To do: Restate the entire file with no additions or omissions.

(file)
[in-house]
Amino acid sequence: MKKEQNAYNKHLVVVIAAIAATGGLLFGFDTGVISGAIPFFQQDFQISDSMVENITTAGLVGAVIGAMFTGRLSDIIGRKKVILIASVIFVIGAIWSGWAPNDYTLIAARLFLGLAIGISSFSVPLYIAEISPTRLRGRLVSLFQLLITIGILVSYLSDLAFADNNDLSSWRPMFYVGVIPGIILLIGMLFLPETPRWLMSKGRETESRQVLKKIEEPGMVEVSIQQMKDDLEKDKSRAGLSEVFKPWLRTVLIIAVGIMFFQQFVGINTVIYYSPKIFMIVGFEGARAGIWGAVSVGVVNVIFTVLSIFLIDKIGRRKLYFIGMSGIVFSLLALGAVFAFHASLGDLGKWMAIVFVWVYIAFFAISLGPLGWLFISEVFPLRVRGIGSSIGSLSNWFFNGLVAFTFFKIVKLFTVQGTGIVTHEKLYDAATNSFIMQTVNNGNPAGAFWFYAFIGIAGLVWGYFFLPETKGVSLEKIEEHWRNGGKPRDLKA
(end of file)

[in-house]
Amino acid sequence: MKKEQNAYNKHLVVVIAAIAATGGLLFGFDTGVISGAIPFFQQDFQISDSMVENITTAGLVGAVIGAMFTGRLSDIIGRKKVILIASVIFVIGAIWSGWAPNDYTLIAARLFLGLAIGISSFSVPLYIAEISPTRLRGRLVSLFQLLITIGILVSYLSDLAFADNNDLSSWRPMFYVGVIPGIILLIGMLFLPETPRWLMSKGRETESRQVLKKIEEPGMVEVSIQQMKDDLEKDKSRAGLSEVFKPWLRTVLIIAVGIMFFQQFVGINTVIYYSPKIFMIVGFEGARAGIWGAVSVGVVNVIFTVLSIFLIDKIGRRKLYFIGMSGIVFSLLALGAVFAFHASLGDLGKWMAIVFVWVYIAFFAISLGPLGWLFISEVFPLRVRGIGSSIGSLSNWFFNGLVAFTFFKIVKLFTVQGTGIVTHEKLYDAATNSFIMQTVNNGNPAGAFWFYAFIGIAGLVWGYFFLPETKGVSLEKIEEHWRNGGKPRDLKA